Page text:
How Swami Kesavananda Bharati saved the Constitution from Indira Gandhi’s tyranny

The pontiff of Edneer Math in Kerala, Swami Keshavananda Bharati ji attained mukti today. He was 79 years old. Swamiji was not only a towering religious personality, but also the person who saved the constitution from Indira Gandhi’s tyranny. The eponymous case, which was decided in 1973, has been one of the most celebrated cases of Bharatiya jurisprudence for almost 5 decades.

The case

Under Kerala Land Reforms Act 1963, the state acquired land belonging to Edneer Mutt in Kasargod. A young Keshavananda Bharti was the Swamiji of the mutt and he filed a writ under 32 for enforcement of fundamental rights of religion, freedom to acquire property and right to property.

Keshvananda Bharati saved the constitution

Indira Gandhi had already taken a socialist turn by that time. Although the courts tried to stop her dictatorial tendencies, she always responded with more constitutional amendments. In recent past, Supreme Court had struck down Bank Nationalisation in Cooper case and also struck down the Presidential order for abolition of Privy Purses in Sindhia case. According to the judgement in I. C Golaknath case, court had made Fundamental Rights as sacrosanct, which could not be amended.

Indira Gandhi responded with more amendments that nullified the impact of above judgements. She enacted  24th, 25th and 29th Constitutional Amendment Acts for this purpose.

The case for Swamiji was taken up by eminent lawyers Nani Palkhivala, Fali Nariman and Soli Sorabjee. The scope of the case was wide as Swamiji challenged all the above amendments and the power of Parliament to make arbitrary changes in the Constitution. It must be remembered that Congress and their communist lackeys, who now claim to abide by the constitution were at that time foremost in changing the character of the Constitution in 1970s.

The judgement

A bench of Supreme Court comprising 13 judges heard this case. This is till date the largest bench in Bharat’s constitutional history. It gave a judgement by a majority of 7:6. The judgement asserted the supremacy of the basic features of the constitution even while accepting that Parliament had the power to amend it.

The “basic feature doctrine”, which even today acts a check on the tyranny of the elected government, states that Parliament cannot amend any part of the Constitution in violation of its basic features. However, the basic features were left undefined and were to be enumerated by the Supreme Court as and when necessary.

This judgement, delivered in 1973, was an effective check on the dictatorial changes in Constitution by Indira Gandhi. Directive Principles were being used by Mrs. Gandhi to fulfill her socialist agenda. It tried to balance Fundamental Rights with Directive Principles in a harmonious manner and also protected individual rights to an extent.

Aftermath

The judgement did not endear the judiciary to the reigning PM. The judgement was delivered on 24th of April, 1973. As the Chief Justice S. M. Sikri retired on the very next day, Indira Gandhi appointed his favourite A N Ray as the Chief Justice, after superseding 3 senior judges. A. N. Ray had supported govt’s position in the judgment.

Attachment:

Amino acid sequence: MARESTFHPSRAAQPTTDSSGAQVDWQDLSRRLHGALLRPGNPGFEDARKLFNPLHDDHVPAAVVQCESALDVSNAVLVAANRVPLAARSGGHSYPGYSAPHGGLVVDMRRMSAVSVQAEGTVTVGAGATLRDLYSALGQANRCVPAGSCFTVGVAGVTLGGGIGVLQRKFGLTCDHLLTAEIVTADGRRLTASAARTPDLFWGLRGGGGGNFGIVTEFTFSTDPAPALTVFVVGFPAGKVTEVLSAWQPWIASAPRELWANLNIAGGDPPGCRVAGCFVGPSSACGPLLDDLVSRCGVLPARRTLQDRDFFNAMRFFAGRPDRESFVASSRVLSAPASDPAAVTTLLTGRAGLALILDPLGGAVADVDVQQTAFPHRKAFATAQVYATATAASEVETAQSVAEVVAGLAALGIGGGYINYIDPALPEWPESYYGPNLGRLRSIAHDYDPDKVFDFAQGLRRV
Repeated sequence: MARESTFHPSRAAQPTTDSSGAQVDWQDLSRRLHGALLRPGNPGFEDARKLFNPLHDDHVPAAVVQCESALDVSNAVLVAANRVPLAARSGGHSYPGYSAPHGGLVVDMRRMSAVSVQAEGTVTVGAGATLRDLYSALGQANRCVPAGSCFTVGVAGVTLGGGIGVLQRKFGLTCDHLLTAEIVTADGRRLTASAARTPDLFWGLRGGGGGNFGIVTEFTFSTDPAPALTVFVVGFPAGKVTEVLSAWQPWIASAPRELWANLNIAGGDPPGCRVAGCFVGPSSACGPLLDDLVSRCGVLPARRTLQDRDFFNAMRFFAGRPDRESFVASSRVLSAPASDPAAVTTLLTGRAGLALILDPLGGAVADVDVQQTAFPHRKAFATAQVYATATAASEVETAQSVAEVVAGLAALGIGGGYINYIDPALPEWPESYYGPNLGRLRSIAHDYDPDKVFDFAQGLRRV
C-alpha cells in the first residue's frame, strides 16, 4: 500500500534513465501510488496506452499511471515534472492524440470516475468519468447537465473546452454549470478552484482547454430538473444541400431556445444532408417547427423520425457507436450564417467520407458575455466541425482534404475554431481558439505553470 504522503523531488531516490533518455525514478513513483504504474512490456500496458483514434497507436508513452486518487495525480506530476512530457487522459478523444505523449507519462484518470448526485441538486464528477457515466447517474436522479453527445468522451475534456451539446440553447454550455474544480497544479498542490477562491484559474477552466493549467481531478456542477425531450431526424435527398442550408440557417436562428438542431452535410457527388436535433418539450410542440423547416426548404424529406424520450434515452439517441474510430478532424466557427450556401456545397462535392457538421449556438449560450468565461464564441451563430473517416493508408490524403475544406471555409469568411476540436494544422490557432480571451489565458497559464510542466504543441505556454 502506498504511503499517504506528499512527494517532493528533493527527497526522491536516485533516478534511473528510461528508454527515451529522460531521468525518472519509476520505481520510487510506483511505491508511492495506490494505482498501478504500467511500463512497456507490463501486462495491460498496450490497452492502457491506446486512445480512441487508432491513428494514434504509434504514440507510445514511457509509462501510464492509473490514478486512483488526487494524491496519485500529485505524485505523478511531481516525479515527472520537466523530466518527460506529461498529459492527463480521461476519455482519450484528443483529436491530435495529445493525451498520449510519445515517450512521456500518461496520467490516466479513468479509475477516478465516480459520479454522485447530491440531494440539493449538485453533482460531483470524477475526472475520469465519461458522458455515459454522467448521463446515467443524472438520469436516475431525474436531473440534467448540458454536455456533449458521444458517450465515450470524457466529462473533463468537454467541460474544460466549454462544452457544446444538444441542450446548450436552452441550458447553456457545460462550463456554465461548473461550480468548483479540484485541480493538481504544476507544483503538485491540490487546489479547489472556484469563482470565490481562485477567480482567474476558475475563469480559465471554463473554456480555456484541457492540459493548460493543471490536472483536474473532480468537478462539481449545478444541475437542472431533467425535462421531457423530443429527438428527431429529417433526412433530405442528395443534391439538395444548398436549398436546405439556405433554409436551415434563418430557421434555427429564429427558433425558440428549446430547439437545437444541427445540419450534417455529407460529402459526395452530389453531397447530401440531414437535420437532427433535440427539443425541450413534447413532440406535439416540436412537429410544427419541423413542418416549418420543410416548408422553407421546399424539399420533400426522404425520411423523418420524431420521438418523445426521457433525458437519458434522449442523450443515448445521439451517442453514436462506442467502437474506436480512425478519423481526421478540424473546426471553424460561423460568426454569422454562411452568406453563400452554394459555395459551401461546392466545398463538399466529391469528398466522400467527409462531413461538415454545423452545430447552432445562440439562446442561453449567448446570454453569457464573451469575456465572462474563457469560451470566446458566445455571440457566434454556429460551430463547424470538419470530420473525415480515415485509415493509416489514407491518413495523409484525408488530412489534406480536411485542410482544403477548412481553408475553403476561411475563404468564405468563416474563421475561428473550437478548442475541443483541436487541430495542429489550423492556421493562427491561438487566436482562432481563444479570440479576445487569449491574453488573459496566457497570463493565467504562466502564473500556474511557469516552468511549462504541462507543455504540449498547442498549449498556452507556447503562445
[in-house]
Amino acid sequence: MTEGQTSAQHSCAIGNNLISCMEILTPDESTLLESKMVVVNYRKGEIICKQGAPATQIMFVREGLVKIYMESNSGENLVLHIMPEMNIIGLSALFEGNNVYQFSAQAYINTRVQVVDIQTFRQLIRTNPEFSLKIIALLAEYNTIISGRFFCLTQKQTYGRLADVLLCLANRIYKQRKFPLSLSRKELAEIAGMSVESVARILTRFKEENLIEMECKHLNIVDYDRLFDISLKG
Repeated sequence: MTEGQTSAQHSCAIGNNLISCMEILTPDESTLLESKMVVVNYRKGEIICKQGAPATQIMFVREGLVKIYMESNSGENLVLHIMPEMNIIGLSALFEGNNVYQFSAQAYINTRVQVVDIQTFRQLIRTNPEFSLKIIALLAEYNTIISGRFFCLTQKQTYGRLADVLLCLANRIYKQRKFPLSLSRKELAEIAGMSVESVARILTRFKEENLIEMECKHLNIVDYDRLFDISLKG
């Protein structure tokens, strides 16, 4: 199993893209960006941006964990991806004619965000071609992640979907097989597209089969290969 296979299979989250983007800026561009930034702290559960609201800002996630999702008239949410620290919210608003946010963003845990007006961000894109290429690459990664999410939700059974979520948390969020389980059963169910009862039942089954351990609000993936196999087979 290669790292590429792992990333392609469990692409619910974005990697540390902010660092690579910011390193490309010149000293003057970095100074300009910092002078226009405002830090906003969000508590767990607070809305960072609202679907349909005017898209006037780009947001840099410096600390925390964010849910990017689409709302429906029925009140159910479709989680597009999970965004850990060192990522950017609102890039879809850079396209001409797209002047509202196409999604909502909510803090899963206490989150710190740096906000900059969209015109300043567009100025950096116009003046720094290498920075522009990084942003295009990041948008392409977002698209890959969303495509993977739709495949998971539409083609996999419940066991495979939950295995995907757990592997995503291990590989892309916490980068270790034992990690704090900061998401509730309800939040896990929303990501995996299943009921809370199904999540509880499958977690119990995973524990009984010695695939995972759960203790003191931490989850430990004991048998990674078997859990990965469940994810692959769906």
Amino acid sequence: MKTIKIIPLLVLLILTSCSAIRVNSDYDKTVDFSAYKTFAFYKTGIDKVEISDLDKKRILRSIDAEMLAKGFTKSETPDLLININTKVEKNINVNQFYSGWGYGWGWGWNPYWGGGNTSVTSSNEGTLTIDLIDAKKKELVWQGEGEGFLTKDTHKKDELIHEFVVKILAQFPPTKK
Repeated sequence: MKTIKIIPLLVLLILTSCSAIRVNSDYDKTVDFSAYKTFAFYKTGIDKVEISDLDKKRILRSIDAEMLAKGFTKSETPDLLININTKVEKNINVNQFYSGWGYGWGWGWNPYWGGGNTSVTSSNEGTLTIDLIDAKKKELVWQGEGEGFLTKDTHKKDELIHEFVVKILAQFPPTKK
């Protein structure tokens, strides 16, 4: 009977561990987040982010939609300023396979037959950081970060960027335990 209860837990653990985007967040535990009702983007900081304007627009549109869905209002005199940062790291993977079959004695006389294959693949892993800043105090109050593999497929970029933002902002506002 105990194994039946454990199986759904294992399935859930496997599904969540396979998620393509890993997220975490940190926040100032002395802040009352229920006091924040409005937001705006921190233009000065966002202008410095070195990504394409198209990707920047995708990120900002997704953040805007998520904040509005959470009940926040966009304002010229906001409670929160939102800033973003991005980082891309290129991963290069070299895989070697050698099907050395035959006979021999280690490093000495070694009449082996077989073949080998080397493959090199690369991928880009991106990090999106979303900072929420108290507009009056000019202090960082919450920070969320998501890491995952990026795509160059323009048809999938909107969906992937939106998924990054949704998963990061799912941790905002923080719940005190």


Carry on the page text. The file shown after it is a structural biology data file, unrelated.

The new Chief Justice was totally subservient to Indira Gandhi and even tried to review the judgement without any application for the same by anyone! In his tenure the infamous ADM Jabalpur judgement, which practically legalised the brutality of Emergency, was delivered. Justice H. R Khanna, who was the real author of ‘basic structure’ doctrine and later the sole dissenter in ADM Jabalpur judgment. This upright man was subjected to humiliation by Indira Gandhi when he was superseded for post of Chief Justice and M. H Beg was made CJI. Both these appointments were widely protested by the legal fraternity.

Indira Gandhi still changed the Constitution by 42nd Amendment Act, 1976. Bharat was declared a “socialist” and “secular” republic and the amendment practically made judiciary subservient to Government. Almost all the parts of constitution were impacted. Probably, it was the Keshavananda Bharathi judgment that stopped Gandhi from doing even more harm and declaring herself dictator for life. The Janata govt reversed many of the more dangerous provisions of 42nd Amendment in 44th Amendment.

As Kesavananda Bharati leaves for his heavenly abode, we must also remember the actions of Indira Gandhi that almost extinguished democracy in Bharat. Swamiji did not get the land back for the Mutt, but he made a much more lasting contribution for the country.


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About the Author

Pawan Pandey
Pawan Pandey is an Educator based in Dehradun, currently working as Senior Staff Writer with HinduPost. He is an Engineer by training and a teacher by passion. He teaches for Civil Service Exams as well as for Common Law Admission Test. He has deep interest in politics, economy, culture and all things Bharatiya. He fancies himself to be a loving husband and doting father. His weakness is Bharatiya food, particularly sweets. His hobbies include reading, writing and listening to Bharatiya music.